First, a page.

As you likely recall, Chernobyl is the city in the Ukraine where a devastating nuclear accident occurred in April of 1986.  An explosion at a Soviet power plant released large quantities or radiation into the atmosphere, and the city was evacuated  It’s the worst nuclear accident in history --  a Level 7 event -- and the long-term effects of the radioactivity on the location still aren’t fully and completely understood.  Chernobyl is thus a one-word short-hand for human tragedy and human short-sightedness.

And yet, by point of comparison, how tasteful a title is The Texas Chainsaw Massacre (1974), really? 

The horror film boasts a long tradition of colorful, audacious titles and in some sense Chernobyl Diaries conforms to that tradition.  That established, I don’t think we as Americans would appreciate much a Russian-made film called The September 11th Diaries, set at Ground Zero.  But as I’ve established before, good horror is about breaking boundaries, shattering taboos, and leaving decorum in the dust.  Setting a horror movie at Chernobyl certainly fits that bill.

The second thing you must get over in order to enjoy Chernobyl Diaries is the fact that all the characters are paper-thin.  In fact, the four leads are almost exactly the same four lead characters featured in another Russian-set genre film, The Darkest Hour (2011). 

Seriously, I think there are love interests named Natalie in both movies, even.

And yet, watching Chernobyl Diaries, I was reminded of a canny insight that Tim Philo, director of photography of the original The Evil Dead (1983) shared with me during an interview in 2004.  He said:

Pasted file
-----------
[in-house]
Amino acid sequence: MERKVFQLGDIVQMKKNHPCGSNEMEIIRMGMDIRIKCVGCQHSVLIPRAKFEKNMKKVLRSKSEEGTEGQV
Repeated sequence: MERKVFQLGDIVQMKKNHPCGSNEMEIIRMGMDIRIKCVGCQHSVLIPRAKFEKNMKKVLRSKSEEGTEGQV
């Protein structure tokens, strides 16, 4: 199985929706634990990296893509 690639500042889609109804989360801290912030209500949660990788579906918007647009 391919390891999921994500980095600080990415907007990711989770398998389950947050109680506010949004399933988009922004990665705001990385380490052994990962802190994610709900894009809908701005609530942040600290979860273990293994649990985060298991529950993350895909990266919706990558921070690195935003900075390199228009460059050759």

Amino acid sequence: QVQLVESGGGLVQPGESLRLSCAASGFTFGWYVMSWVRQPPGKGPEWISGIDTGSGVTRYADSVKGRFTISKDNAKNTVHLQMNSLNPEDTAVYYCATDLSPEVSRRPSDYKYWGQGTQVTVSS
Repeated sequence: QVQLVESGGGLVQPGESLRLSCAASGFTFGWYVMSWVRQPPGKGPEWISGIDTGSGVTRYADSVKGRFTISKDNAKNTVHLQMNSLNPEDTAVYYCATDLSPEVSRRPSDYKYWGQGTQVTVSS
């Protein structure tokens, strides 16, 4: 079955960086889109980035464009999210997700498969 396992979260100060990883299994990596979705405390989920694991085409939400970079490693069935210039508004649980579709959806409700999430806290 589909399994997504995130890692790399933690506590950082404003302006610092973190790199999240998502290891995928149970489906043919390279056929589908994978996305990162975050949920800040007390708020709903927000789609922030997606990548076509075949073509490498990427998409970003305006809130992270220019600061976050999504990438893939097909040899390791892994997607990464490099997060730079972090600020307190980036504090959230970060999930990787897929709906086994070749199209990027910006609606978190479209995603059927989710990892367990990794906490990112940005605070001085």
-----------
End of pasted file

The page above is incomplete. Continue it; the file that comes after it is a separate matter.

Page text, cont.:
“The best characters in horror films are nulls; people that you don’t know, so it is easier to relate to them because you don’t know too many specific things.  You don’t know that someone is breaking up with a boyfriend, or that they are an orphan.  You don’t need to [know].  You have somebody who is not so defined and it is easier to relate them.  I look back to something like Night of the Living DeadThose people in the basement?  You don’t get their stories.  You’re just, “Hey, this is who you’re left with.’  These are the survivors.”

The point here is that when the audience gets too deeply into the characters appearing in a horror movie, they cease to function as effective surrogates for the audience (and accordingly, for audience fears), and instead become fully-fledged, fully-dimensional people.  

From a certain perspective, as diagrammed in the quote above, the less we know about a character, the easier it is to put ourselves in his or her place.  Chernobyl Diaries is determinedly the kind of horror movie -- think the Friday the 13th films -- where that particular equation really works.  The characters are broadly-defined and they could be anybody’s brother or sister.  Accordingly, we begin to imagine ourselves in their shoes.  As (relatively) empty vessels, the identification process is easier.